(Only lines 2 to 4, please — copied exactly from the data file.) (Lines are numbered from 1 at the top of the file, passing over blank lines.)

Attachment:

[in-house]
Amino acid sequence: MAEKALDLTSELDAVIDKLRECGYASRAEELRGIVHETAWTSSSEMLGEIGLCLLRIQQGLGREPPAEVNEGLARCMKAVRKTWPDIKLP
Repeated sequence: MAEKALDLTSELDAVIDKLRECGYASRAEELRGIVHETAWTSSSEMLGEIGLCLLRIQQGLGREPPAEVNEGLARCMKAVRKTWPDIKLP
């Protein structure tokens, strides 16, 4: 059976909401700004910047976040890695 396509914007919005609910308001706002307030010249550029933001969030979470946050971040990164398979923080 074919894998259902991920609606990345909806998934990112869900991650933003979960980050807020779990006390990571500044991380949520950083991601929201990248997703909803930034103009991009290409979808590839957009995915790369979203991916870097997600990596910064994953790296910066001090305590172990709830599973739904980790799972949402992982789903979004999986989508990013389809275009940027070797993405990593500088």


Amino acid sequence: MAEKALDLTSELDAVIDKLRECGYASRAEELRGIVHETAWTSSSEMLGEIGLCLLRIQQGLGREPPAEVNEGLARCMKAVRKTWPDIKLP
Repeated sequence: MAEKALDLTSELDAVIDKLRECGYASRAEELRGIVHETAWTSSSEMLGEIGLCLLRIQQGLGREPPAEVNEGLARCMKAVRKTWPDIKLP
């Protein structure tokens, strides 16, 4: 059976909401700004910047976040890695 396509914007919005609910308001706002307030010249550029933001969030979470946050971040990164398979923080 074919894998259902991920609606990345909806998934990112869900991650933003979960980050807020779990006390990571500044991380949520950083991601929201990248997703909803930034103009991009290409979808590839957009995915790369979203991916870097997600990596910064994953790296910066001090305590172990709830599973739904980790799972949402992982789903979004999986989508990013389809275009940027070797993405990593500088």